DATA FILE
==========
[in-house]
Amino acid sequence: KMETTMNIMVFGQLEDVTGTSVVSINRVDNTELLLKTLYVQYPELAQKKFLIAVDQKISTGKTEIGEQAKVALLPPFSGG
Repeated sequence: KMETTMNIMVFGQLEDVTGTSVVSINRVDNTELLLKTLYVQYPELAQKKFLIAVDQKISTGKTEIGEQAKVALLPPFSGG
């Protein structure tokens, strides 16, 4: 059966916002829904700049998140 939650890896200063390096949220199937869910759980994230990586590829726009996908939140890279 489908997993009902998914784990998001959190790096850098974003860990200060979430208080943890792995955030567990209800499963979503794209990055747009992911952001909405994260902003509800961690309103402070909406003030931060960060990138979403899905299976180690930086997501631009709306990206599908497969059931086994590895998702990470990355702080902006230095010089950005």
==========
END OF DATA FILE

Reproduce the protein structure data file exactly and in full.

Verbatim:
[in-house]
Amino acid sequence: KMETTMNIMVFGQLEDVTGTSVVSINRVDNTELLLKTLYVQYPELAQKKFLIAVDQKISTGKTEIGEQAKVALLPPFSGG
Repeated sequence: KMETTMNIMVFGQLEDVTGTSVVSINRVDNTELLLKTLYVQYPELAQKKFLIAVDQKISTGKTEIGEQAKVALLPPFSGG
């Protein structure tokens, strides 16, 4: 059966916002829904700049998140 939650890896200063390096949220199937869910759980994230990586590829726009996908939140890279 489908997993009902998914784990998001959190790096850098974003860990200060979430208080943890792995955030567990209800499963979503794209990055747009992911952001909405994260902003509800961690309103402070909406003030931060960060990138979403899905299976180690930086997501631009709306990206599908497969059931086994590895998702990470990355702080902006230095010089950005």